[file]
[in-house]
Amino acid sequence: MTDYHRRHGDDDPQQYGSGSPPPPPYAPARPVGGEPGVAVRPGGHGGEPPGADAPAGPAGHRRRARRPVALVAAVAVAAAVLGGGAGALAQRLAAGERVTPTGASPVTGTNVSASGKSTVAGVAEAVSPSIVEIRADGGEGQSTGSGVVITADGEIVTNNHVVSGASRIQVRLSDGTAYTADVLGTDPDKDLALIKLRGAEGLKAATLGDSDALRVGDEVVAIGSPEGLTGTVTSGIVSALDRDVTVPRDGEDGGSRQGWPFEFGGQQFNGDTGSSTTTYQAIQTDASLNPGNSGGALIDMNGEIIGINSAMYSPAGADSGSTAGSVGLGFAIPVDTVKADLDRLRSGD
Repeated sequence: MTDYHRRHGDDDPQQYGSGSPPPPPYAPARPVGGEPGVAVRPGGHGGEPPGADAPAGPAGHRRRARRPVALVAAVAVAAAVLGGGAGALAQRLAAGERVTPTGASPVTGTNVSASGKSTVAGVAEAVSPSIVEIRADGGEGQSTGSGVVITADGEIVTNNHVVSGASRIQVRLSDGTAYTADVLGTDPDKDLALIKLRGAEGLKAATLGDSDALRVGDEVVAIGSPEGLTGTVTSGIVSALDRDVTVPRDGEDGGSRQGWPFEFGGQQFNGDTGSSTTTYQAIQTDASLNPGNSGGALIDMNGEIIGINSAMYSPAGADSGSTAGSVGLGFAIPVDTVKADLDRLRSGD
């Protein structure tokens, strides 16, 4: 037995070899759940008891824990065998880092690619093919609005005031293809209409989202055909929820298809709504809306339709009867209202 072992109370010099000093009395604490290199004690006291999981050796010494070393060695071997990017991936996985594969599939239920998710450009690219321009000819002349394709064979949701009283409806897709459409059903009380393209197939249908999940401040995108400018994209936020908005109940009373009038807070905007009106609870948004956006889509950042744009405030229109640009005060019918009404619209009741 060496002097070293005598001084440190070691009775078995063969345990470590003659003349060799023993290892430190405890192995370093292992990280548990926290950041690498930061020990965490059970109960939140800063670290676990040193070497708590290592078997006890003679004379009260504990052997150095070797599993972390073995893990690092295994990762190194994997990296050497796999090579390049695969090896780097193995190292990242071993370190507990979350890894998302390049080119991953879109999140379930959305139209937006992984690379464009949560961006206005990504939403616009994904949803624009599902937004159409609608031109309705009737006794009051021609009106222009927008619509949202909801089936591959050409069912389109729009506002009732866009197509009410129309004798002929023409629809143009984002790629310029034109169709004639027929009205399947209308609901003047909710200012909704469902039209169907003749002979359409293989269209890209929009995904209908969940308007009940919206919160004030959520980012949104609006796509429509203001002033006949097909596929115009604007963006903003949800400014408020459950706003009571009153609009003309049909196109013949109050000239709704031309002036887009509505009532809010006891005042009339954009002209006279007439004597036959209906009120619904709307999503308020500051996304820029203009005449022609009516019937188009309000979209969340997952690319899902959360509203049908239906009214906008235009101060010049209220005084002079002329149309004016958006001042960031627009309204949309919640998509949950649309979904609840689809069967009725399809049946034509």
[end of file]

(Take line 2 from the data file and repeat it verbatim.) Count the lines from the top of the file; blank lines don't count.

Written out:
Amino acid sequence: MTDYHRRHGDDDPQQYGSGSPPPPPYAPARPVGGEPGVAVRPGGHGGEPPGADAPAGPAGHRRRARRPVALVAAVAVAAAVLGGGAGALAQRLAAGERVTPTGASPVTGTNVSASGKSTVAGVAEAVSPSIVEIRADGGEGQSTGSGVVITADGEIVTNNHVVSGASRIQVRLSDGTAYTADVLGTDPDKDLALIKLRGAEGLKAATLGDSDALRVGDEVVAIGSPEGLTGTVTSGIVSALDRDVTVPRDGEDGGSRQGWPFEFGGQQFNGDTGSSTTTYQAIQTDASLNPGNSGGALIDMNGEIIGINSAMYSPAGADSGSTAGSVGLGFAIPVDTVKADLDRLRSGD